Try Not To Breathe by Holly Seddon

My thanks to Corvus and Holly Seddon for my ARC of Try Not To Breathe. I’d seen this book and lots of reviews popping up on my Twitter feed so I was thrilled to get a review copy. I tried not to read the reviews so that I didn’t know much of the plot, as it makes it easier for me to make up my mind about the book.

 

About the book (via Goodreads):

 

Amy Stevenson was the biggest news story of 1995. Only fifteen years old, Amy disappeared walking home from school one day and was found in a coma three days later. Her attacker was never identified and her angelic face was plastered across every paper and nightly news segment.

 

Fifteen years later, Amy lies in the hospital, surrounded by 90’s Britpop posters, forgotten by the world until reporter Alex Dale stumbles across her while researching a routine story on vegetative patients.
Remembering Amy’s story like it was yesterday, she feels compelled to solve the long-cold case.
The only problem is, Alex is just as lost as Amy—her alcoholism has cost her everything including her marriage and her professional reputation.
In the hopes that finding Amy’s attacker will be her own salvation as well, Alex embarks on a dangerous investigation, suspecting someone close to Amy.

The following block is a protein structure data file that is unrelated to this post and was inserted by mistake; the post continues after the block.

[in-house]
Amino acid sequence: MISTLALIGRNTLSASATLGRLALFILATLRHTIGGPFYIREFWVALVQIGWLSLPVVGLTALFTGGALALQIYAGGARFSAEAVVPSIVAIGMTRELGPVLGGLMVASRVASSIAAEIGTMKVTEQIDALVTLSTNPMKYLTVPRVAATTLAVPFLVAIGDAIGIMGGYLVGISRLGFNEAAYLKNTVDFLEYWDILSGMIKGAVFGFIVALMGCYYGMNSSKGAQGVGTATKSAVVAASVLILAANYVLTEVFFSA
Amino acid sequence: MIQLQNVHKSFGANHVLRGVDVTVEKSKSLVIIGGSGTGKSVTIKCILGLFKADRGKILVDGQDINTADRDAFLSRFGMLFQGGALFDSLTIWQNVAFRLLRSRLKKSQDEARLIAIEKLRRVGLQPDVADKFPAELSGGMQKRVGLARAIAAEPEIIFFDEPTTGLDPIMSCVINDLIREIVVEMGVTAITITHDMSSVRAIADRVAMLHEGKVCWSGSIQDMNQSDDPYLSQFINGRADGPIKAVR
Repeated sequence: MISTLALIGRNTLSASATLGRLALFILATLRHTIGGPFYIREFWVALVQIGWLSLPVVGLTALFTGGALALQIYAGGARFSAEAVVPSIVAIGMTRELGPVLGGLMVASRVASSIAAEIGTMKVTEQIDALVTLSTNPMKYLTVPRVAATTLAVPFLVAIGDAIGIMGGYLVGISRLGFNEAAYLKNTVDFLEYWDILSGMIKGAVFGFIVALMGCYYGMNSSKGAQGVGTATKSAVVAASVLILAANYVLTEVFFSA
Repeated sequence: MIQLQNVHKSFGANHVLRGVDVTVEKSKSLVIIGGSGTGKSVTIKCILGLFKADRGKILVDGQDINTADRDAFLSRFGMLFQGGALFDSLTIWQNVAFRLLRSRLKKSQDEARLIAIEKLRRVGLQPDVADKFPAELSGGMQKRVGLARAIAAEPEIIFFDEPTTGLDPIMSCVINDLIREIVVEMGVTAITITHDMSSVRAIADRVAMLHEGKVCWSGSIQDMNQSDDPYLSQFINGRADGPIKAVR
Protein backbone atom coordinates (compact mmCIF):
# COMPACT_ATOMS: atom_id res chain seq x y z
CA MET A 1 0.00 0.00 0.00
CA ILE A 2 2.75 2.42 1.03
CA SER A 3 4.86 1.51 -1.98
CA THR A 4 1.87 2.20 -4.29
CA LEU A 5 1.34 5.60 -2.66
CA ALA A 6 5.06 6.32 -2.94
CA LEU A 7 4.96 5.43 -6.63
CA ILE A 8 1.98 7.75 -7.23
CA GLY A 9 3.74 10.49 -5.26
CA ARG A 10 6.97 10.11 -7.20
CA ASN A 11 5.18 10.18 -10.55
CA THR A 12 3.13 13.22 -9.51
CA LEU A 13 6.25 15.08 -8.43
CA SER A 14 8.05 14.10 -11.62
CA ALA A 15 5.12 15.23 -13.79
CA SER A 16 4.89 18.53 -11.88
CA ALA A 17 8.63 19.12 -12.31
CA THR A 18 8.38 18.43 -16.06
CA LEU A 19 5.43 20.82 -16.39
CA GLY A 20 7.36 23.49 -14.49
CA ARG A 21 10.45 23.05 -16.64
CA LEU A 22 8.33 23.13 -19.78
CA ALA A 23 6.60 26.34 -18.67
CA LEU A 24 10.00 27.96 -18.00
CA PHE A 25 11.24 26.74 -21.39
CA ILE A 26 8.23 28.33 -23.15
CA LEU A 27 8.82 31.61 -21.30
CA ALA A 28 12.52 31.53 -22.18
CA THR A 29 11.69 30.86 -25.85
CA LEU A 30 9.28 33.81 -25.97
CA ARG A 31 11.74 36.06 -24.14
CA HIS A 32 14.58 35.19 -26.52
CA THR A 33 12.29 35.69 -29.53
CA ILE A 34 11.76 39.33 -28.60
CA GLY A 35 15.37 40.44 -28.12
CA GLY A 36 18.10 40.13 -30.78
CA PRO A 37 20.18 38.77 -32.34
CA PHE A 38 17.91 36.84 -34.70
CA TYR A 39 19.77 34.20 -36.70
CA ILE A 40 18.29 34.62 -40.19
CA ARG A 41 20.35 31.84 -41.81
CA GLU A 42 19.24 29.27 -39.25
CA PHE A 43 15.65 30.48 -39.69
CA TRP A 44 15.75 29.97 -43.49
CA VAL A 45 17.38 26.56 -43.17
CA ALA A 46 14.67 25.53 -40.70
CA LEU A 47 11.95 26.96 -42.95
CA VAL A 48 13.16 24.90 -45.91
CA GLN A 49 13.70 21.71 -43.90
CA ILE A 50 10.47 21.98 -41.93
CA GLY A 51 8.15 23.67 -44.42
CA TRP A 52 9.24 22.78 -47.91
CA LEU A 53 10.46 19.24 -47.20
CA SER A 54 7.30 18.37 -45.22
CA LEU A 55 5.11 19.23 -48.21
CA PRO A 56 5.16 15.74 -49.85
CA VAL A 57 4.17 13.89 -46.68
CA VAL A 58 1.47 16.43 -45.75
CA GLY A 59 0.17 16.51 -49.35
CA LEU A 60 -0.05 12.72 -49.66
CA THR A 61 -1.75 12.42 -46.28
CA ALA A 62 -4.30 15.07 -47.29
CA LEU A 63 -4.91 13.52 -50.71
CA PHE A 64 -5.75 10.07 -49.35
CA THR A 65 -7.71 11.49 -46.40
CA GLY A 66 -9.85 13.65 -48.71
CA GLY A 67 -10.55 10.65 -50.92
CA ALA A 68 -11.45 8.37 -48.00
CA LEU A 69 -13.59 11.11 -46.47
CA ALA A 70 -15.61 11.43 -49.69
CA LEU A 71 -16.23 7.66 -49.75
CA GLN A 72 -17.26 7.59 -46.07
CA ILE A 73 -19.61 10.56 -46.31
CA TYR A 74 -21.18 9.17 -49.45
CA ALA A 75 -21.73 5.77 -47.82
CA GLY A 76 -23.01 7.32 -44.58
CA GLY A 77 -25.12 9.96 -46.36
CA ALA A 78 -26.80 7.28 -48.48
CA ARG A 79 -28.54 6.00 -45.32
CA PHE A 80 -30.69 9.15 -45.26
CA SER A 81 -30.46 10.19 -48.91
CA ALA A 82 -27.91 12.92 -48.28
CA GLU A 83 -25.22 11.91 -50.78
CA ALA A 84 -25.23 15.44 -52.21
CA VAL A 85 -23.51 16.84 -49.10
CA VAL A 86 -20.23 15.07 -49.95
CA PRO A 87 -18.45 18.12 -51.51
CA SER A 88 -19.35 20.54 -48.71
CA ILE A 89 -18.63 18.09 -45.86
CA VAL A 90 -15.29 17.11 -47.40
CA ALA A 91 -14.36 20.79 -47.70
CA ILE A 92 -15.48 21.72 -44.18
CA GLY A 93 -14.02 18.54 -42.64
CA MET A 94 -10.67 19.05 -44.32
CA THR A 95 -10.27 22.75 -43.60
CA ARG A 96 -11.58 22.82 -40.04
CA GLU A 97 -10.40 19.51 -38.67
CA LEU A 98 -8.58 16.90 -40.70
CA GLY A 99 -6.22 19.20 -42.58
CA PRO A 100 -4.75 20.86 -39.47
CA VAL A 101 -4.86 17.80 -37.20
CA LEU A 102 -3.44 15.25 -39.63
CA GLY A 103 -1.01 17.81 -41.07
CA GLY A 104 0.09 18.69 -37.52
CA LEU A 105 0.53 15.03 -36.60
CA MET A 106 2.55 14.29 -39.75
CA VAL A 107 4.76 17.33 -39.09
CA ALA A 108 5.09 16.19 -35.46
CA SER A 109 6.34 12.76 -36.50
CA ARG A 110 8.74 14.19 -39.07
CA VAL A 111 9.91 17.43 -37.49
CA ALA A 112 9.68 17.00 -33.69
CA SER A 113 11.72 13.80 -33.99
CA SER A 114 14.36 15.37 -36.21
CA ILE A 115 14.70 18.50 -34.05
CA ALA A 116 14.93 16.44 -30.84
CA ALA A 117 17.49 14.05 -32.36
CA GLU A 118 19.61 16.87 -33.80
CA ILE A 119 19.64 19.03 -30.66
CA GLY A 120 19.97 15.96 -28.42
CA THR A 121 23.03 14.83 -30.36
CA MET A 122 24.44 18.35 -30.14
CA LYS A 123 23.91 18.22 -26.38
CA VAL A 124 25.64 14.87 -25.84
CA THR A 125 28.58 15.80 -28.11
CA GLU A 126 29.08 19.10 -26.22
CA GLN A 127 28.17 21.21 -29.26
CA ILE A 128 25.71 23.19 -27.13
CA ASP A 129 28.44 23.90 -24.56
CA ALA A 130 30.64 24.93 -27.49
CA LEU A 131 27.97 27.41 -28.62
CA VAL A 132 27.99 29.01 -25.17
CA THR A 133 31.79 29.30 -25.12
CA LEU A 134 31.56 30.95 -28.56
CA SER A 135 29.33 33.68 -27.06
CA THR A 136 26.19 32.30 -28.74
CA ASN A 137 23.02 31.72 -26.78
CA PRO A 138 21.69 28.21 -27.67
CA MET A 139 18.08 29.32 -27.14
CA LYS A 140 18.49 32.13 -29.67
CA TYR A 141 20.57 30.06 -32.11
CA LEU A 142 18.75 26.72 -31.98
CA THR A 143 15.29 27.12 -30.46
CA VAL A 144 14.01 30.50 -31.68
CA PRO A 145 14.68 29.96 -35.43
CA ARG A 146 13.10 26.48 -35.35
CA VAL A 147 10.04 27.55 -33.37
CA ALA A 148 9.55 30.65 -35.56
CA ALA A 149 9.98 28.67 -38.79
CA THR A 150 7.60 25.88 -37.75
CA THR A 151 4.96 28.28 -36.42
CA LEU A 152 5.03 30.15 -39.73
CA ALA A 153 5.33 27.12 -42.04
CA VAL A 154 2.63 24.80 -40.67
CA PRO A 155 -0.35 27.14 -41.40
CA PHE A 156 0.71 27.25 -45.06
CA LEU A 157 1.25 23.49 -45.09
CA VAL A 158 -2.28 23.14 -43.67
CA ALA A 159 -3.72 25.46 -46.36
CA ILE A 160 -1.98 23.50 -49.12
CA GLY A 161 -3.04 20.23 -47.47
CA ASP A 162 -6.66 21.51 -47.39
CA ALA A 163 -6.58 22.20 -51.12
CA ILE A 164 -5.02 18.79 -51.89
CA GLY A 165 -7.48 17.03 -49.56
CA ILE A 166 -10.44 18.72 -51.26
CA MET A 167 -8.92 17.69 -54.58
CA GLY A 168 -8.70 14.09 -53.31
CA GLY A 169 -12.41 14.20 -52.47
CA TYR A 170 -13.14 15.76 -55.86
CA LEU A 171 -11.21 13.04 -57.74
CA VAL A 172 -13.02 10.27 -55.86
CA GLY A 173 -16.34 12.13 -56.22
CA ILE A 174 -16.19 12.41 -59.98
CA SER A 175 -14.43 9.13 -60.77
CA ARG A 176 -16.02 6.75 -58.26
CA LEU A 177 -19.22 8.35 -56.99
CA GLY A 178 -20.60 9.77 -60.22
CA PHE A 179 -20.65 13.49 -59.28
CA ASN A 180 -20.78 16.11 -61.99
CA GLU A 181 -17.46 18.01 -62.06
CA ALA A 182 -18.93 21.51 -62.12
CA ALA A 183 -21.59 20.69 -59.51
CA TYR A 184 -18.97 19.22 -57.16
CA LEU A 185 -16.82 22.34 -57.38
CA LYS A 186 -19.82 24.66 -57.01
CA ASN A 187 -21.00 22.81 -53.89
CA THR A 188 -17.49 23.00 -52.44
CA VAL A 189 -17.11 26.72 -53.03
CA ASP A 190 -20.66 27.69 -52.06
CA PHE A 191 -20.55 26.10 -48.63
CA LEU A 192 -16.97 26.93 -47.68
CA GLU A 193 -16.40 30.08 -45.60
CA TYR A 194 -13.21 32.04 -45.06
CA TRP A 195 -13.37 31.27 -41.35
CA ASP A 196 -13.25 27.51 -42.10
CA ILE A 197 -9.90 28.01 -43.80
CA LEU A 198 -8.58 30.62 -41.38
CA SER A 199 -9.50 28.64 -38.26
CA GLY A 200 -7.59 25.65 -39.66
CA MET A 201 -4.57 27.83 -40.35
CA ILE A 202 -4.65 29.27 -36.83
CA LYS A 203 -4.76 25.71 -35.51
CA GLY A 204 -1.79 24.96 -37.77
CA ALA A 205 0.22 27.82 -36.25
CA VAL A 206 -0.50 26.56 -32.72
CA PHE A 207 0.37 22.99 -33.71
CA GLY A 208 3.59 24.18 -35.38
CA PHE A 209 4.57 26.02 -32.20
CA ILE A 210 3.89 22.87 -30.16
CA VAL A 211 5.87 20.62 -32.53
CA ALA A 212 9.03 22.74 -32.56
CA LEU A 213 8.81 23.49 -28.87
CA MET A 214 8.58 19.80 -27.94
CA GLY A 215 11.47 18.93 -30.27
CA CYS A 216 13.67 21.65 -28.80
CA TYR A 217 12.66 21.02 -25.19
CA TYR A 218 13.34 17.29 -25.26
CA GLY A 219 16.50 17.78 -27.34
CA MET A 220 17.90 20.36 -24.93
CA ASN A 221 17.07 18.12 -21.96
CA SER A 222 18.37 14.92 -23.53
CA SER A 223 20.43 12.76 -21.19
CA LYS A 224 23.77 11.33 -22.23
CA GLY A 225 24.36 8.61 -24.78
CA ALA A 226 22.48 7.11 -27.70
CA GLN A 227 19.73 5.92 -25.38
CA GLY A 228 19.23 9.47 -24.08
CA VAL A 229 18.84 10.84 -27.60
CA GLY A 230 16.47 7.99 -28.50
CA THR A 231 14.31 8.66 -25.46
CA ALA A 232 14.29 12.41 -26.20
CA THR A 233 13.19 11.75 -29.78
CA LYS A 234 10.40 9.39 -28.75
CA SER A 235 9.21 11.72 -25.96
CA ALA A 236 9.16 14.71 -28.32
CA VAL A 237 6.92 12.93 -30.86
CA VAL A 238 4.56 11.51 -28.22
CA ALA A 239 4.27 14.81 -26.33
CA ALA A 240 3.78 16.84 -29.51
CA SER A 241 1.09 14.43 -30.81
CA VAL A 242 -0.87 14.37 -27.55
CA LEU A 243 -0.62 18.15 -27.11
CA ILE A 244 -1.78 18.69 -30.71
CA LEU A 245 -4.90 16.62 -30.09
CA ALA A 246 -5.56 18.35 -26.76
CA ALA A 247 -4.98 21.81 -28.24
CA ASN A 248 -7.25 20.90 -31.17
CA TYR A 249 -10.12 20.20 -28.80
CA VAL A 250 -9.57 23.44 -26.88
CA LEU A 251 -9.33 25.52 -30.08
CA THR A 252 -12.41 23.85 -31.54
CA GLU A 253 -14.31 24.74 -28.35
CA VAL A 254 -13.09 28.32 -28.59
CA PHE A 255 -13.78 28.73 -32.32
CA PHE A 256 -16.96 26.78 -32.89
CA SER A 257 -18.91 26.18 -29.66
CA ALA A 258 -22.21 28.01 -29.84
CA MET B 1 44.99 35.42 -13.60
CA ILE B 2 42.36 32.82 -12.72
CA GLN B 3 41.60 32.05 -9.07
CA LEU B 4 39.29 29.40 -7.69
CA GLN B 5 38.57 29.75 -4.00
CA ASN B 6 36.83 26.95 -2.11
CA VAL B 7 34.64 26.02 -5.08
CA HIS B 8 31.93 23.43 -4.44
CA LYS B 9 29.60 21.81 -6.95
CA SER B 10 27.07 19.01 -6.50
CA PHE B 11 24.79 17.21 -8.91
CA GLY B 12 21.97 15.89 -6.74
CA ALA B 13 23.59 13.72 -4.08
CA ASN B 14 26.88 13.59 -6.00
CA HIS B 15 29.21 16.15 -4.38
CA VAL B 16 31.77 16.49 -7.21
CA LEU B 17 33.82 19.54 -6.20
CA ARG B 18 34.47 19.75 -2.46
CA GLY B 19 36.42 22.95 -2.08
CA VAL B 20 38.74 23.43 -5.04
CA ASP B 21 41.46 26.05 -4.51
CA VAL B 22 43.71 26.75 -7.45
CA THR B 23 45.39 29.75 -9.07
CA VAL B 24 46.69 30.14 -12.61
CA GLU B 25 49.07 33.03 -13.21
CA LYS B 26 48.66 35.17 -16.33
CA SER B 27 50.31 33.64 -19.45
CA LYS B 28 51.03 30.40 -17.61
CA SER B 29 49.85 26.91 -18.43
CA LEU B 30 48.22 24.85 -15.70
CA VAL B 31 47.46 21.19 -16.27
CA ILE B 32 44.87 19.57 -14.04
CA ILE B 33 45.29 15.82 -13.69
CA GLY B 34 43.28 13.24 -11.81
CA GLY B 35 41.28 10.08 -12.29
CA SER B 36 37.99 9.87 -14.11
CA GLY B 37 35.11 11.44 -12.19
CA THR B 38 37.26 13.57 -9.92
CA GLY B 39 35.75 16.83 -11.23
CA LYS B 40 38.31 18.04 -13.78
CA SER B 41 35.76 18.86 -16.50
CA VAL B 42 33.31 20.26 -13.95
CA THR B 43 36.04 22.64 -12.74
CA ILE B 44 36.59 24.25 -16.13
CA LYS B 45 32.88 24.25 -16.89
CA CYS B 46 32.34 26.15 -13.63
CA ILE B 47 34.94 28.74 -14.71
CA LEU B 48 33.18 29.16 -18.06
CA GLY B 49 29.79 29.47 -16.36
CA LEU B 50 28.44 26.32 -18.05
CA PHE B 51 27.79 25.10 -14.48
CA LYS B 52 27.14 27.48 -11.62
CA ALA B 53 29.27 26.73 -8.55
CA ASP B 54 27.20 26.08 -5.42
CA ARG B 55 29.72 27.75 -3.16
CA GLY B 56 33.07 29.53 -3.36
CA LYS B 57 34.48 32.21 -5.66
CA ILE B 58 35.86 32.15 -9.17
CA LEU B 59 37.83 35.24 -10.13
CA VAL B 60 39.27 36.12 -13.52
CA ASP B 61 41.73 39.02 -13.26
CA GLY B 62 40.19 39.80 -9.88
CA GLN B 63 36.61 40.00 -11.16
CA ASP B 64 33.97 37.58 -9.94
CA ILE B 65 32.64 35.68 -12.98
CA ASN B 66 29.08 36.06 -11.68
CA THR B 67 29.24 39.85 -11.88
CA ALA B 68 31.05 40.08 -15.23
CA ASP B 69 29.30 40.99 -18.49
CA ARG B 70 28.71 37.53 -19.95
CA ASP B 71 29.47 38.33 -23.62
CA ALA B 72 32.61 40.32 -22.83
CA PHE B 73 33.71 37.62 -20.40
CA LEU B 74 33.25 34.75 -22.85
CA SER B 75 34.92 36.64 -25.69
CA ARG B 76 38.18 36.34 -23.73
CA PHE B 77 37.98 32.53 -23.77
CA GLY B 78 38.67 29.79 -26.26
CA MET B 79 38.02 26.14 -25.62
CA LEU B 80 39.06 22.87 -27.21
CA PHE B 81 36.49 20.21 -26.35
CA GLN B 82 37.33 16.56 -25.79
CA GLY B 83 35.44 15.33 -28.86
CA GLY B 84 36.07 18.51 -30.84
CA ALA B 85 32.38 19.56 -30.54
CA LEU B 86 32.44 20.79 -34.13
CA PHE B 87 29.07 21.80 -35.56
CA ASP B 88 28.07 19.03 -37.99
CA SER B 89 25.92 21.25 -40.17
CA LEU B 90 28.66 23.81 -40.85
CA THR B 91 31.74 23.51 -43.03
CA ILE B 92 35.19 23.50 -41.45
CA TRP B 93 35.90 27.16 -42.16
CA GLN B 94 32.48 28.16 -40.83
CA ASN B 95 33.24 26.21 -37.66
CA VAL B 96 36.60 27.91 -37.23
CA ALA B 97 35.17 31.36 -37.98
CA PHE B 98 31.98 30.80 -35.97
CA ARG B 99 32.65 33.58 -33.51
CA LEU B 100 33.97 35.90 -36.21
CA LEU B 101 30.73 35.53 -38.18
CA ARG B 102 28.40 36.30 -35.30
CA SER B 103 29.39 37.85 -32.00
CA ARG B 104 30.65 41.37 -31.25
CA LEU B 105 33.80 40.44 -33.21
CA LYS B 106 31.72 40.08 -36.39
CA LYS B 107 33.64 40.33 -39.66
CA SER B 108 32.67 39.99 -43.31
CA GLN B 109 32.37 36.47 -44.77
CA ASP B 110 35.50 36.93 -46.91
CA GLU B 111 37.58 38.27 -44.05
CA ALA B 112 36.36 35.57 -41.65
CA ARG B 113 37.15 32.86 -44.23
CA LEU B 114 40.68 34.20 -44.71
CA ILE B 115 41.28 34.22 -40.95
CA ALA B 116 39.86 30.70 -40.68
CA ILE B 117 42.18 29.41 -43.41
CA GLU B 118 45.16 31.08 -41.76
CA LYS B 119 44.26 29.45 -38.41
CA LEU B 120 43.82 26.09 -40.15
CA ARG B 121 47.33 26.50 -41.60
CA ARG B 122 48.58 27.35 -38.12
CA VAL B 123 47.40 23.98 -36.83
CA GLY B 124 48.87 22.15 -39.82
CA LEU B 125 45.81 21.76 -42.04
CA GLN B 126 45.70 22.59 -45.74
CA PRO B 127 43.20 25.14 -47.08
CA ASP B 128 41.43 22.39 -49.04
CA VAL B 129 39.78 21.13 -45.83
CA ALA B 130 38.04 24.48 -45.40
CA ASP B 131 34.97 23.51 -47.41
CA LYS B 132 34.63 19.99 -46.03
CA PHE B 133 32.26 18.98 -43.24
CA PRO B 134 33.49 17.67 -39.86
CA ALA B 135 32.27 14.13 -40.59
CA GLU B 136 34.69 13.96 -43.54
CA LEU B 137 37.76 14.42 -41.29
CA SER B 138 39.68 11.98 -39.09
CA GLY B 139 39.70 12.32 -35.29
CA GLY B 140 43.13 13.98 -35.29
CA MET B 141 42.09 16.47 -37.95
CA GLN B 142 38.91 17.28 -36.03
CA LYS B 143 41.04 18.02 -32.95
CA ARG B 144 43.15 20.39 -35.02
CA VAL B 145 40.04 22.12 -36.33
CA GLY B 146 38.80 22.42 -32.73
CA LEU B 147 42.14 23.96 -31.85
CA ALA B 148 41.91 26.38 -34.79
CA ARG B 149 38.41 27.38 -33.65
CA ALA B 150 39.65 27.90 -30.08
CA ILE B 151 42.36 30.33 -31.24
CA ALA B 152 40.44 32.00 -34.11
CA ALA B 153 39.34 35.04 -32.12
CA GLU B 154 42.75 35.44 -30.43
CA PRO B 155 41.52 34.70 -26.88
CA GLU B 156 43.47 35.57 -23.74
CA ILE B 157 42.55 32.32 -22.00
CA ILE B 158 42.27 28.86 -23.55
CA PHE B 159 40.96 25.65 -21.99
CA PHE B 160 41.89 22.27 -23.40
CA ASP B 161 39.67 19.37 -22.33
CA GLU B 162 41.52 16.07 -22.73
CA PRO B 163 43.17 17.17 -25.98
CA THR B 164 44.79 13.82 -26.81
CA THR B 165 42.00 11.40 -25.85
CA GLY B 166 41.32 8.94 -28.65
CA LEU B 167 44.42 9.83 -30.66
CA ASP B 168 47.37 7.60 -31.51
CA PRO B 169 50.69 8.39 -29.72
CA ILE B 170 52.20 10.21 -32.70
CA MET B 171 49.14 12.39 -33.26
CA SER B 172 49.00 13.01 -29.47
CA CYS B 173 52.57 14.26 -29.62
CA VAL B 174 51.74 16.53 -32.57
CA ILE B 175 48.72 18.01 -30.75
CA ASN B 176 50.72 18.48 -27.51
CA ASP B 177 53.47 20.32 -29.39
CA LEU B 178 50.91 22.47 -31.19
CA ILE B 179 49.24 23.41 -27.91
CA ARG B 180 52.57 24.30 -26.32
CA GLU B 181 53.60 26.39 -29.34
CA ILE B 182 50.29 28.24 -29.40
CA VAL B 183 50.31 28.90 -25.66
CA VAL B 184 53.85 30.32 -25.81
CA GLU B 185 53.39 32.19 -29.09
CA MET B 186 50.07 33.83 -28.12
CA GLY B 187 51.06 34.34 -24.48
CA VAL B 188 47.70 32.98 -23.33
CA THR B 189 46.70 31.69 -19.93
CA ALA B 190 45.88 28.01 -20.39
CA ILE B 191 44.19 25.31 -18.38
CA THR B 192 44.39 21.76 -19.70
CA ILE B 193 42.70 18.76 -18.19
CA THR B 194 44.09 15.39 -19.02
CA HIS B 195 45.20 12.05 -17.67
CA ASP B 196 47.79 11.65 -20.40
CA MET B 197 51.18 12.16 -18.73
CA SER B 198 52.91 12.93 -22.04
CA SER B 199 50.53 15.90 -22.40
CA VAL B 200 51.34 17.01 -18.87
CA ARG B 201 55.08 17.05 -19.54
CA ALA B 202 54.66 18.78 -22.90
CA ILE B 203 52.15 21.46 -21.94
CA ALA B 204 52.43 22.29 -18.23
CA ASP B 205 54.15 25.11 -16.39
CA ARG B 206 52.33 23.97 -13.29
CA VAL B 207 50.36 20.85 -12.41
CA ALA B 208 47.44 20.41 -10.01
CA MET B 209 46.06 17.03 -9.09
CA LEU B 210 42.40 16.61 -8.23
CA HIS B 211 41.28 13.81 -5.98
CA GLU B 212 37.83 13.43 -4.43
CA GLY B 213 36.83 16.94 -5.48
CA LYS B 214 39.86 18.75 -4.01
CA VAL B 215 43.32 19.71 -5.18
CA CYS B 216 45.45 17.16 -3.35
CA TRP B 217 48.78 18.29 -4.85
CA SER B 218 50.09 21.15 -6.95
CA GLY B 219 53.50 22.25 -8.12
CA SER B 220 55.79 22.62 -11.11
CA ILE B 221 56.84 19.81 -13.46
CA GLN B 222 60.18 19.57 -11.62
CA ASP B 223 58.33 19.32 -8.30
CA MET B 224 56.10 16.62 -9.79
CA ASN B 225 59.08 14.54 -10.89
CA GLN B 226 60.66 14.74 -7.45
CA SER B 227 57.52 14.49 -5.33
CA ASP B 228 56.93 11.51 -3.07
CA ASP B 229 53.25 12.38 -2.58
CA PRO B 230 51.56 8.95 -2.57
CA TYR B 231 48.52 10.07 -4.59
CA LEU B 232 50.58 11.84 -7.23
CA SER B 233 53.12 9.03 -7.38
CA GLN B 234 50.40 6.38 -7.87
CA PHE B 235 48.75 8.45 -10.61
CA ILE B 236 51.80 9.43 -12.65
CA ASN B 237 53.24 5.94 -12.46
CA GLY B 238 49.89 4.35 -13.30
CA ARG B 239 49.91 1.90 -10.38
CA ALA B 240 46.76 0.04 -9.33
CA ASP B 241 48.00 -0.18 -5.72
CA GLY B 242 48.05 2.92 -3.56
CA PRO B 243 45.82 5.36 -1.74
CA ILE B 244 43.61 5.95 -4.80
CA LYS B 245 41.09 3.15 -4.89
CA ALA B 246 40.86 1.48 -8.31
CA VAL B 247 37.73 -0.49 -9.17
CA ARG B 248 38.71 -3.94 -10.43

Told in the present by an increasingly fragile Alex and in dream-like flashbacks by Amy as she floats in a fog of memories, dreams, and music from 1995, Try Not to Breathe unfolds layer by layer to a breathtaking conclusion.

 

My thoughts:

 

Lack of organisation on my part meant I started Try Not To Breathe within two days of publication, I hadn’t checked my book diary so I read another book that’s not out until next week first! #bookwormproblems 😄

 

Try Not To Breathe, for me, started slowly. Which isn’t necessarily a bad thing, but I’m used to books opening with gruesome murders or crimes. The change of pace was welcome though. It pulls you in and makes you wonder how Amy ended up where she did, and what happened to Alex to make her the way she is.

 

Lately, it seems like all the books I’m reading involve children in horrendous situations, death, abuse, kidnapping and so on.

 

However, books like Try Not To Breathe take you on a journey. They make you feel for the characters, and their circumstances. It is effortlessly written, blending Amy’s past,with Alex’s present and weaves the perfect take around the true events of Amy’s attack and subsequent hospitalisation.